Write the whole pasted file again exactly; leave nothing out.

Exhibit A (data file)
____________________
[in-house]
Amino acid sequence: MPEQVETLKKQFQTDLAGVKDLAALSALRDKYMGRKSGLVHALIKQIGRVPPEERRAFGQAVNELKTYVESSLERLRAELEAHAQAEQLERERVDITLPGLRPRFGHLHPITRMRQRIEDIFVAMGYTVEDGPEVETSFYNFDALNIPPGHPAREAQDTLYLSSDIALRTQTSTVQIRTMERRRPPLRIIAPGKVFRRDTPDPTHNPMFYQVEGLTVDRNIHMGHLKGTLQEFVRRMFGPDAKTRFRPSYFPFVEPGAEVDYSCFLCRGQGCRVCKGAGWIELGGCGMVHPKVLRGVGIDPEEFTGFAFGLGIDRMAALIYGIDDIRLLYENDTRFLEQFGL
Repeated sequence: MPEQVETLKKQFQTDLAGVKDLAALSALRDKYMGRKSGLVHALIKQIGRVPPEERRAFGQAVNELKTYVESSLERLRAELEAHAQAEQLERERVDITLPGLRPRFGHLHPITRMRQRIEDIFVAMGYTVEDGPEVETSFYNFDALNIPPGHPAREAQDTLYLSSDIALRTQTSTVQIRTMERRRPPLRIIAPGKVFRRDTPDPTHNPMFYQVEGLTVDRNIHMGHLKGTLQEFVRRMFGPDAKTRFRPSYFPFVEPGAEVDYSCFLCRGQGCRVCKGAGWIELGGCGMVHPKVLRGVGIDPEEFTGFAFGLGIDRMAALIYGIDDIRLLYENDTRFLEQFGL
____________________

[in-house]
Amino acid sequence: MPEQVETLKKQFQTDLAGVKDLAALSALRDKYMGRKSGLVHALIKQIGRVPPEERRAFGQAVNELKTYVESSLERLRAELEAHAQAEQLERERVDITLPGLRPRFGHLHPITRMRQRIEDIFVAMGYTVEDGPEVETSFYNFDALNIPPGHPAREAQDTLYLSSDIALRTQTSTVQIRTMERRRPPLRIIAPGKVFRRDTPDPTHNPMFYQVEGLTVDRNIHMGHLKGTLQEFVRRMFGPDAKTRFRPSYFPFVEPGAEVDYSCFLCRGQGCRVCKGAGWIELGGCGMVHPKVLRGVGIDPEEFTGFAFGLGIDRMAALIYGIDDIRLLYENDTRFLEQFGL
Repeated sequence: MPEQVETLKKQFQTDLAGVKDLAALSALRDKYMGRKSGLVHALIKQIGRVPPEERRAFGQAVNELKTYVESSLERLRAELEAHAQAEQLERERVDITLPGLRPRFGHLHPITRMRQRIEDIFVAMGYTVEDGPEVETSFYNFDALNIPPGHPAREAQDTLYLSSDIALRTQTSTVQIRTMERRRPPLRIIAPGKVFRRDTPDPTHNPMFYQVEGLTVDRNIHMGHLKGTLQEFVRRMFGPDAKTRFRPSYFPFVEPGAEVDYSCFLCRGQGCRVCKGAGWIELGGCGMVHPKVLRGVGIDPEEFTGFAFGLGIDRMAALIYGIDDIRLLYENDTRFLEQFGL